Friday, July 13, 2012

Uncivil Disobedience

In my last post about civility, I forgot to mention another aspect: the rules don't apply to everyone except you.

There is little more annoying than stepping into an elevator and finding everyone engaged in conversation -- with themselves. Unless you're in the schizophrenic ward of an asylum, you'll soon notice these people are jabbering away not into thin air but into small metal devices lodged in their ears. (I believe they're called bluetooth, which makes no sense at all since they are placed in the ear, not the mouth, but I digress). Yes, the cell phone is the most uncivil device ever created, causing people to ignore others in their presence, or worse, leading them to disregard a live person in front of them to answer an incoming ring. Presumably, the lack of a phone cord was the advantage of cordless mobile phones over landlines, yet some individuals remain unable to sever the umbilical cord, taking their devices everywhere, because God forbid they should miss a phone call. After all, any incoming call is more important than whomever they might be with or whatever they might be doing.

Yoga is supposed to alleviate stress, especially the stress of daily life. The whole point of yoga is to disconnect from the outside world, according to Northern California yoga instructor Alice Van Ness. So, when she saw a student chatting on her cell phone, she told her class of Facebook employees to turn off their phones. Later, when she saw the same woman texting on her phone, the instructor shot her a disapproving glance. She didn't say anything, but we've all seen that look from teachers.

Two weeks later, the instructor was fired. Her termination letter from Plus One Health Management referenced the incident, noting the Facebook employee had been "embarrassed and shocked by the confrontation" with the instructor. "Unless a client requires us to specifically say 'no' to something, we prefer to say 'yes' whenever possible," the letter added. By that logic, I should find a doctor or lawyer who only tells me what I want to hear instead of what I need to hear that might displease me.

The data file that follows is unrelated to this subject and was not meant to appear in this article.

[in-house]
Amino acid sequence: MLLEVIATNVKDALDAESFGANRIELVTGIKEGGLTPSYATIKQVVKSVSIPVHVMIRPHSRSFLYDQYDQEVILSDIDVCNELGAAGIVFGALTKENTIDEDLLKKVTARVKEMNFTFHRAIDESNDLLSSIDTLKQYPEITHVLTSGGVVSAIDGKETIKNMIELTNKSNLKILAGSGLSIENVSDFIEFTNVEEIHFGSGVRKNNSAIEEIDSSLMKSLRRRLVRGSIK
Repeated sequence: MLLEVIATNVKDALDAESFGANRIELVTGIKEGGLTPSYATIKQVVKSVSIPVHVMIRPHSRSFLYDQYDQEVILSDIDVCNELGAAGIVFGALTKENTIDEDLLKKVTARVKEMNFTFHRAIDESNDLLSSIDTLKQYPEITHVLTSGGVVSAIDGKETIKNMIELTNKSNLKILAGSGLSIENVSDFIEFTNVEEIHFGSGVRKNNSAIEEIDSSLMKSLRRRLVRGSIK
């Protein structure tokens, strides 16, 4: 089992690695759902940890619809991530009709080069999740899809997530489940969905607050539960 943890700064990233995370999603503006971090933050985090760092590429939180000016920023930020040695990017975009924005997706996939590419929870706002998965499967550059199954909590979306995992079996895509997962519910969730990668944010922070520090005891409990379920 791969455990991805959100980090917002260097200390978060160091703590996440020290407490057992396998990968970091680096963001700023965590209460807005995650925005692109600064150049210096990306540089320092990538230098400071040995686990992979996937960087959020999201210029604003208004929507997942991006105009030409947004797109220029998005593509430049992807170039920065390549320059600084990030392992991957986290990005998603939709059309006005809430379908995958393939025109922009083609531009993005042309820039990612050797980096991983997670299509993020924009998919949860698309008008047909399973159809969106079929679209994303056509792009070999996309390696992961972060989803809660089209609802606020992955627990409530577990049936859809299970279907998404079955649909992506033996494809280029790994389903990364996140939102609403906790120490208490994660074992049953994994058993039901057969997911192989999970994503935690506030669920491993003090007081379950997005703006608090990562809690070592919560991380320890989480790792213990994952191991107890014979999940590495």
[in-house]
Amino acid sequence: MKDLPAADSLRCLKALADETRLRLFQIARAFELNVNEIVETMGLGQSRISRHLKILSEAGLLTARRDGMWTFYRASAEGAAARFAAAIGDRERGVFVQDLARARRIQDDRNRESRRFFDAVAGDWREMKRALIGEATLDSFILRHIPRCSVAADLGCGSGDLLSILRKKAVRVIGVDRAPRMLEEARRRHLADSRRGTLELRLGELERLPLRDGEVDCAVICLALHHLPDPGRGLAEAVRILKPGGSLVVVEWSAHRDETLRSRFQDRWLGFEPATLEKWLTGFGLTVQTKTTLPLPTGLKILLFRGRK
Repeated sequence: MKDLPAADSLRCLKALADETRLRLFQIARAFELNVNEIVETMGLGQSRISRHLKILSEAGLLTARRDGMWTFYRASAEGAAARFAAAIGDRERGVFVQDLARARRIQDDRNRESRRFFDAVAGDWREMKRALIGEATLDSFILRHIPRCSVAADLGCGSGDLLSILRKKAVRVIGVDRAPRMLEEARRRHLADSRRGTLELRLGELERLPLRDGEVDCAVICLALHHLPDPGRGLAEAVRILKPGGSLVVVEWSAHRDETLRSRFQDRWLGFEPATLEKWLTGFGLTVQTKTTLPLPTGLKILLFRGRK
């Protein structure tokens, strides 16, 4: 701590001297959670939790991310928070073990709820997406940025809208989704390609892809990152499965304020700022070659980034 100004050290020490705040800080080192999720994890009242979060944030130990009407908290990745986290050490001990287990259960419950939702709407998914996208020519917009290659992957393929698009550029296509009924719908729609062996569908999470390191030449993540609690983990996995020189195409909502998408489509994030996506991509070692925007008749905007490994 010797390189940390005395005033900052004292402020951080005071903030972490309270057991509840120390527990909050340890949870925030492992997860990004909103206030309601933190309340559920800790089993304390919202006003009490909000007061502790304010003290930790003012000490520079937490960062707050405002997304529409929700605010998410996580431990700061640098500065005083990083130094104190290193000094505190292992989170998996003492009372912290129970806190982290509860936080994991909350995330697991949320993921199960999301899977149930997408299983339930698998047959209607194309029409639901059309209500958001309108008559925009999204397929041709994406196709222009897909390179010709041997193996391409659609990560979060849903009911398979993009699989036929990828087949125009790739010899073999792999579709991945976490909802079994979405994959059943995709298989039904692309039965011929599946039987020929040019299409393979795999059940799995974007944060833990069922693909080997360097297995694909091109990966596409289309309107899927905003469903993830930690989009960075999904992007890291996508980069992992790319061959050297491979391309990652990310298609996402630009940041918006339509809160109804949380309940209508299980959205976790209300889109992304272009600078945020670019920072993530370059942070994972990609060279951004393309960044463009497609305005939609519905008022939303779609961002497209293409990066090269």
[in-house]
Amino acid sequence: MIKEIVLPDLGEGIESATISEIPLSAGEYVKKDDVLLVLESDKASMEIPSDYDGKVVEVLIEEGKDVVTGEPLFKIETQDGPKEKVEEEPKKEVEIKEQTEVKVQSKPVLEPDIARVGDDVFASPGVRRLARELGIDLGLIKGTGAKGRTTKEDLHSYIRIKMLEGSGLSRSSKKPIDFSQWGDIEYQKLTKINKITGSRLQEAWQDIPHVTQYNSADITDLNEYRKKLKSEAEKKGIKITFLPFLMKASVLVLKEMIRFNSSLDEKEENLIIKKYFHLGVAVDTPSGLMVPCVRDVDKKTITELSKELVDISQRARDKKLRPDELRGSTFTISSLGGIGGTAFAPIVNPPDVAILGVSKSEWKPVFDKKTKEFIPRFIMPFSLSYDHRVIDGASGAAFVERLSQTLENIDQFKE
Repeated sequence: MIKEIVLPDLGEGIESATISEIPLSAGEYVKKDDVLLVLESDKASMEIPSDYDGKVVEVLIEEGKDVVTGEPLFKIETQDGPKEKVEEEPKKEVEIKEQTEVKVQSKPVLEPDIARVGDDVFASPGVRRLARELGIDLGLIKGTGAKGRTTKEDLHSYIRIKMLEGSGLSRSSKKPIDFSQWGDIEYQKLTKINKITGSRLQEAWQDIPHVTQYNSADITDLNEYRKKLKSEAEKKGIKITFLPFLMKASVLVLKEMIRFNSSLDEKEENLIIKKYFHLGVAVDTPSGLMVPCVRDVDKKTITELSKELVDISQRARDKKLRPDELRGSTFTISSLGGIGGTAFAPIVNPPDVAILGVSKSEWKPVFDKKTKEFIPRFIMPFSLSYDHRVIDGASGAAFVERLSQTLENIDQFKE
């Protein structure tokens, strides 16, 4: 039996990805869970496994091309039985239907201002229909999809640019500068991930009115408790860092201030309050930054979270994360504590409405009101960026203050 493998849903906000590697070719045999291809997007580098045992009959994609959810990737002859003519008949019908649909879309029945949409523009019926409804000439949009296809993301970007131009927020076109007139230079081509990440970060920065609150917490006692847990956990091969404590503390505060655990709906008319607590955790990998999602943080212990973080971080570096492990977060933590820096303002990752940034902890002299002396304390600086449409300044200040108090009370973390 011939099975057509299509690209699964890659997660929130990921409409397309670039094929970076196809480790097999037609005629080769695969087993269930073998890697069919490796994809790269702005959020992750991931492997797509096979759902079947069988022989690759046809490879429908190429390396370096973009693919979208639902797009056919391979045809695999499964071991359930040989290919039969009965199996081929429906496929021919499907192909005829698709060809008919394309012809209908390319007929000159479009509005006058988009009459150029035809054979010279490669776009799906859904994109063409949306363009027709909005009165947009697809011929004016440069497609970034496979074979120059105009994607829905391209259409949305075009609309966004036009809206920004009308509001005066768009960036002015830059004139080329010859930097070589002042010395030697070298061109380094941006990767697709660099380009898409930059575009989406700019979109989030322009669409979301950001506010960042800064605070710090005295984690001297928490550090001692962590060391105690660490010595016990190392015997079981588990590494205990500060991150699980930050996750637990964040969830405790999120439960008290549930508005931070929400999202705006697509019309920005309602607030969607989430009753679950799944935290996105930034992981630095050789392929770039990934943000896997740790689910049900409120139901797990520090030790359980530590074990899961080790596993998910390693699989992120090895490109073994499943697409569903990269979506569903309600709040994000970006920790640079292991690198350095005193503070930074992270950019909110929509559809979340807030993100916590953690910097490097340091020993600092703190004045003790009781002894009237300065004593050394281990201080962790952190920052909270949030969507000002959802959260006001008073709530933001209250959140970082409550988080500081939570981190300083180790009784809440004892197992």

So what have we learned from this?

1. Rules apply to everyone, including you.
2. When in a classroom setting or public gathering, turn your cell phone to 'off' or 'vibrate'.
3. If you attend a class, focus on the lesson and the instructor, not your cell phone.
4. Be considerate of fellow classmates, who came there to learn something, even if you didn't.
5. Don't be alone in the crowd; be part of the crowd. Put the phone away and talk to the live people next to you.
6. If you're foolish enough to hire uncivil employees, at least make civility part of their training.
7. Don't fire employees for doing their jobs or for insisting on the proper working conditions to do the job you hired them to do.

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